If you could control time, would you go back to change the past so you could redo a critical moment with an old friend or a sweetheart? What an awesome power it would be to freeze this moment and have all the minutes you need to do everything you want and still have hours to spare. Time management would not be a problem for you.
A 60 Minutes/ Vanity Fair poll in 2015 found that people would like to go back in time to prevent catastrophes such as the sinking of the Titanic and the 9/11 attacks on the United States. There are people who would like to witness first hand, events such as the opening of King Tut’s tomb and the first landing on the moon. Overall, however, of those polled, 53% were more interested in what the future has to tell them, than in analyzing what went wrong in the past.
It’s possible to vicariously experience time travel. Stephen Hawking, H.G. Wells, and Charles Dickens are all associated with time travel theories and stories. Fantasies about visiting yesterday and tomorrow abound. However, for the average person, is it possible to hold power over time?
As an entrepreneur, I’ve learned that time management is an important skill. Employees have set work hours, such as 9 to 5, and after those work hours, they can forget about work for a while. In contrast, entrepreneurs have to set their own work hours, and sometimes work time can easily seep into personal time.
Staying busy vs productive
“Most of us spend too much time on what is urgent and not enough time on what is IMPORTANT.” – Stephen Covey, businessman & author
We all have the same amount of time everyday. If every minute of your day was worth a dollar, would you waste it? Businessman Stephen Covey says that we should invest time, not spend it. To do that, you need to prioritize your tasks and decide what absolutely must be done, and what does not need to be done each day. Keeping busy is not the same as being productive.
One key to time management is finding blocks of time in your day that could be turned into investments. Author Scott Turow wrote a book during his long commutes in New York. What could you be doing while you take the train or the bus? A friend of mine used to do sit ups and push ups during part of our social conversations. That amounted to a 20 minute workout. If someone was late for a one-to-one meeting, I would send follow up texts to clients while waiting at the coffee shop.
Knowing the difference between being productive and being busy is a way to manage time. The key is identifying what your long term goals are. Checking your phone for messages and news updates over a quick lunch break isn’t necessarily productive. What messages are you looking for? Confirmation of your meeting tomorrow? Or a reply from your friend to say that she did buy a pet dog?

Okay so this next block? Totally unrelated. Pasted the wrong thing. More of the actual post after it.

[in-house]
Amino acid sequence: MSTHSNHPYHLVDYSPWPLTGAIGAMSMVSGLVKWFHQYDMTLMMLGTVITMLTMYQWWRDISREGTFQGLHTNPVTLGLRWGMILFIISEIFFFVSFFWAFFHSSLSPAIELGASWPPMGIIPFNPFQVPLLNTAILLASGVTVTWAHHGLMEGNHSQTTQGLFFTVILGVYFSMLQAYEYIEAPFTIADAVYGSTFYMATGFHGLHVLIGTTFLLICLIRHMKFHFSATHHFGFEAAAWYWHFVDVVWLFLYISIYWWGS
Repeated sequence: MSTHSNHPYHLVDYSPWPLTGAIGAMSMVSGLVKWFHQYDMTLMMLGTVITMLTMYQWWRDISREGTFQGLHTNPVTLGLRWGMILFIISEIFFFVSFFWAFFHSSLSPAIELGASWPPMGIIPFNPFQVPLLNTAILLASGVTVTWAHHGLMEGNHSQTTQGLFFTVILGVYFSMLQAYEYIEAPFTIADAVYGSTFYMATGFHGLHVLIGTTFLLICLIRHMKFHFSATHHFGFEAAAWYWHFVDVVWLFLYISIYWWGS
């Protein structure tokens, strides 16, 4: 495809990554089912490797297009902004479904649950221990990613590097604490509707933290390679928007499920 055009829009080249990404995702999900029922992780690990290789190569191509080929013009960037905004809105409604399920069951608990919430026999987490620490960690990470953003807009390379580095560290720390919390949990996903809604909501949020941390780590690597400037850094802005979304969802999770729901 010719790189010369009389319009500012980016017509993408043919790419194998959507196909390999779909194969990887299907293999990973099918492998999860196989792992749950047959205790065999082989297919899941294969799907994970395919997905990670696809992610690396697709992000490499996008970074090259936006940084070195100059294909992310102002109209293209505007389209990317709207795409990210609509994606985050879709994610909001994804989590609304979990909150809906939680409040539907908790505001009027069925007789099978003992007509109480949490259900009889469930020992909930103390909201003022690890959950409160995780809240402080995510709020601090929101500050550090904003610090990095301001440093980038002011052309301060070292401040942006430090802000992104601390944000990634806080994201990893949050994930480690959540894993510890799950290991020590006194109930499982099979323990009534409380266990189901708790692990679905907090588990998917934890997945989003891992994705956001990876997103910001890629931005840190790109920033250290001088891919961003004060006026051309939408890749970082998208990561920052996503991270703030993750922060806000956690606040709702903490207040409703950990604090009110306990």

Time is a resource to invest in
“Either run the day or the day runs you.” – Jim Rohn, entrepreneur & author
Treating time as a precious resource means prioritizing your day. You won’t have the energy to do everything you ideally want to. Don’t be afraid to delegate tasks to others. Everyone has their special skills. Ask a business associate or a family member for a favour. Don’t wear yourself out attempting to do everything on your to do list. And don’t forget to thank those who assist you.
You can also use a timer and set office hours. It is easy to spend hours on social media promotion. I am guilty of this because social media is one way to promote your business, so I tell myself I am being productive, but I need to keep track of how much time I am spending on it. Setting office hours is also critical to your health and well being. If you can work from anywhere, it is all too easy to fit in some work time before or during a family dinner. Instead, draw boundaries on when you are devoting time to work, and when you are devoting time to family and friends… and time for yourself.
It’s not yet possible to jump into a time machine and set a date to which we can jump forward or backward, but we can prioritize time. Stay productive, and you will look back on your life and see fewer regrets. Too many people wish they’d had the energy to fit in a 30 minute jog before day’s end. But no one regrets not watching a TV show by the end of the day.
Tick tock! What will you achieve when the clock strikes midnight tonight?